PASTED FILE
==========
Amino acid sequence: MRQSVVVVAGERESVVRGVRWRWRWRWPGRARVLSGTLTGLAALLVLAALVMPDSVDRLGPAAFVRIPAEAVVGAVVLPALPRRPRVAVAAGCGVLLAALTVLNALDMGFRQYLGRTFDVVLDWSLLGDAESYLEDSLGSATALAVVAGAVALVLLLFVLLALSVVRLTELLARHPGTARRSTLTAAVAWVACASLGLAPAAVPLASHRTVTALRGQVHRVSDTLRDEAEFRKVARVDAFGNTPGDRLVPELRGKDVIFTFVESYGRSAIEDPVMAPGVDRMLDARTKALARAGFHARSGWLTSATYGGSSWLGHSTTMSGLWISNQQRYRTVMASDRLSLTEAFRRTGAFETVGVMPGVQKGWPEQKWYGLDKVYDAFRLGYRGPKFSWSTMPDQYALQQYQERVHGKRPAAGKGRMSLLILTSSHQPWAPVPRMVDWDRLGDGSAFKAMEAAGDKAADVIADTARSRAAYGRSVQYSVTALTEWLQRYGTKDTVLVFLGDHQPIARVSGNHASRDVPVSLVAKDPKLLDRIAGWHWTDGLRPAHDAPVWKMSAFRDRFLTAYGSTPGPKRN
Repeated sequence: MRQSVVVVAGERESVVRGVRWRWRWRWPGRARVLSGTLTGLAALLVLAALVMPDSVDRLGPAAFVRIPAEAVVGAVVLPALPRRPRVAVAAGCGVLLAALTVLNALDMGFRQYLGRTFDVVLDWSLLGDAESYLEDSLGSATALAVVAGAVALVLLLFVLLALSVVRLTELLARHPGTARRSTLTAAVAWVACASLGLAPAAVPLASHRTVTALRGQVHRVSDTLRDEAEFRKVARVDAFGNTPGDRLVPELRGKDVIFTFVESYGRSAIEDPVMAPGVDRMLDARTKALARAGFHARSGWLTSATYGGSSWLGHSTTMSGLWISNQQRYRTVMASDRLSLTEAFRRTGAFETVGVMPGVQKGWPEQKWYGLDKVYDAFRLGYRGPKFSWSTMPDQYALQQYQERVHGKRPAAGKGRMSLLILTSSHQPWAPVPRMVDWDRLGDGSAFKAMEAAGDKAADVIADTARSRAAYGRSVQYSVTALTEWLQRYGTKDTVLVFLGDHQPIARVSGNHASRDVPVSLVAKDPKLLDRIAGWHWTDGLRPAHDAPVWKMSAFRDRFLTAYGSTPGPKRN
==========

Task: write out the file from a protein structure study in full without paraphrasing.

Amino acid sequence: MRQSVVVVAGERESVVRGVRWRWRWRWPGRARVLSGTLTGLAALLVLAALVMPDSVDRLGPAAFVRIPAEAVVGAVVLPALPRRPRVAVAAGCGVLLAALTVLNALDMGFRQYLGRTFDVVLDWSLLGDAESYLEDSLGSATALAVVAGAVALVLLLFVLLALSVVRLTELLARHPGTARRSTLTAAVAWVACASLGLAPAAVPLASHRTVTALRGQVHRVSDTLRDEAEFRKVARVDAFGNTPGDRLVPELRGKDVIFTFVESYGRSAIEDPVMAPGVDRMLDARTKALARAGFHARSGWLTSATYGGSSWLGHSTTMSGLWISNQQRYRTVMASDRLSLTEAFRRTGAFETVGVMPGVQKGWPEQKWYGLDKVYDAFRLGYRGPKFSWSTMPDQYALQQYQERVHGKRPAAGKGRMSLLILTSSHQPWAPVPRMVDWDRLGDGSAFKAMEAAGDKAADVIADTARSRAAYGRSVQYSVTALTEWLQRYGTKDTVLVFLGDHQPIARVSGNHASRDVPVSLVAKDPKLLDRIAGWHWTDGLRPAHDAPVWKMSAFRDRFLTAYGSTPGPKRN
Repeated sequence: MRQSVVVVAGERESVVRGVRWRWRWRWPGRARVLSGTLTGLAALLVLAALVMPDSVDRLGPAAFVRIPAEAVVGAVVLPALPRRPRVAVAAGCGVLLAALTVLNALDMGFRQYLGRTFDVVLDWSLLGDAESYLEDSLGSATALAVVAGAVALVLLLFVLLALSVVRLTELLARHPGTARRSTLTAAVAWVACASLGLAPAAVPLASHRTVTALRGQVHRVSDTLRDEAEFRKVARVDAFGNTPGDRLVPELRGKDVIFTFVESYGRSAIEDPVMAPGVDRMLDARTKALARAGFHARSGWLTSATYGGSSWLGHSTTMSGLWISNQQRYRTVMASDRLSLTEAFRRTGAFETVGVMPGVQKGWPEQKWYGLDKVYDAFRLGYRGPKFSWSTMPDQYALQQYQERVHGKRPAAGKGRMSLLILTSSHQPWAPVPRMVDWDRLGDGSAFKAMEAAGDKAADVIADTARSRAAYGRSVQYSVTALTEWLQRYGTKDTVLVFLGDHQPIARVSGNHASRDVPVSLVAKDPKLLDRIAGWHWTDGLRPAHDAPVWKMSAFRDRFLTAYGSTPGPKRN